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SQL Server 2005 DB Snapshot: Imperfect Yet Useful?

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SQL Server 2005 offers a new tool, Database Snapshot, which helps protect against user errors. It's a great feature, in some ways. But Ravindra Okade cautions against relying on it as an all-purpose rescue device.
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Database Snapshot (DB Snapshot for short) is a new tool offered by SQL Server 2005. Database snapshots can be used to protect against user errors, by creating a "snapshot" of your data that you can refer to later if you need to recover data or database objects that were accidentally (or even intentionally) updated or dropped. While the feature is quite useful, it doesn’t provide a 100% guarantee against user errors. This article explores Database Snapshot, along with a discussion of why this feature falls short of its promise.

What Are DB Snapshots?

Simply put, DB snapshots are "online" backups; you’ve created a copy of the database, available for read-only access. It’s very easy to create and can be created very fast.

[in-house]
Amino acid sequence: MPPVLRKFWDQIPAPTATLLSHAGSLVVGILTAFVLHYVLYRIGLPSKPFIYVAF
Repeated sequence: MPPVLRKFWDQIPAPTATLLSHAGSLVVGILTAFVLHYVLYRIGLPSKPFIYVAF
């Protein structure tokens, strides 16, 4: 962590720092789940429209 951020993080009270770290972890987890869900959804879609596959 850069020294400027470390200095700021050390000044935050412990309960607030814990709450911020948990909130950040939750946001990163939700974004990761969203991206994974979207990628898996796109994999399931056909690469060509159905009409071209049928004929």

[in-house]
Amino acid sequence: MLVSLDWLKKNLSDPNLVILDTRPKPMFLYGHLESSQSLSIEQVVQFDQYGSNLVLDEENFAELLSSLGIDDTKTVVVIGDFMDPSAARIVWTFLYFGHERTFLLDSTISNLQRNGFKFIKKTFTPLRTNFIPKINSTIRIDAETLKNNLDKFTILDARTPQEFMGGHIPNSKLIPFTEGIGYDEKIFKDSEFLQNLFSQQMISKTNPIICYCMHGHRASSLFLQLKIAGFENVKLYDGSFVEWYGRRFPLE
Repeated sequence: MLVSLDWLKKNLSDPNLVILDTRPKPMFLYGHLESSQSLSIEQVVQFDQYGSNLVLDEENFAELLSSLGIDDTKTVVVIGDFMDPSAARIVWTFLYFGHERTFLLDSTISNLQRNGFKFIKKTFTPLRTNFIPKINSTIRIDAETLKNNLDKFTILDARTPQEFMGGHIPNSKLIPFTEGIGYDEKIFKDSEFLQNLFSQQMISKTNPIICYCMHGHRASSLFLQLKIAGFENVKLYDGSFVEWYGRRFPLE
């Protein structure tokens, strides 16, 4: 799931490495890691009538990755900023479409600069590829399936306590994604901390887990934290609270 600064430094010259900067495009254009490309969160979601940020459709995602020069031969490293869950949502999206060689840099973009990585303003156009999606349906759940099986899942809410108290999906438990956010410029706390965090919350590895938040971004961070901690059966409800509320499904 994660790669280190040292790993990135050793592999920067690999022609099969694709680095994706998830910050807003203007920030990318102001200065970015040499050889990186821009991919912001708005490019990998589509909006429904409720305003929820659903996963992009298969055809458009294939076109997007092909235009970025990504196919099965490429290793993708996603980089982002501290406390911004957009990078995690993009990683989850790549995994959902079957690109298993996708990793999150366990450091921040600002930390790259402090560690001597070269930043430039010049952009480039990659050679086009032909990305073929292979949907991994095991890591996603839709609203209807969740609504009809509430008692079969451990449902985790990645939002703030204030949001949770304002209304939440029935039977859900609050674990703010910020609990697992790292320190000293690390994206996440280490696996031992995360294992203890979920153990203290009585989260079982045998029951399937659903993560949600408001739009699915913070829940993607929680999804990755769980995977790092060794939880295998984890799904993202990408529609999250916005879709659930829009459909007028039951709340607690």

DB snapshots are primarily used to guard against user errors. If a user makes a mistake while updating or deleting data, you can look in the snapshot, find the original data, and use it to replace the changed data in the main database. Here are some typical examples of user error scenarios:

  • A stored procedure has a bug—it deleted all rows instead of just the required rows.
  • A user made a mistake while working with an application, and the application didn’t have safeguards to prevent such mistakes.
  • A database operator or database administrator (heaven forbid) made a mistake while working with SQL commands.

Note that DB snapshots do not replace the essential DB backups—DB snapshots can exist only if data files of the source database are undamaged. Also, DB snapshots are not to be confused with SQL Server 2005’s Snapshot Isolation feature.

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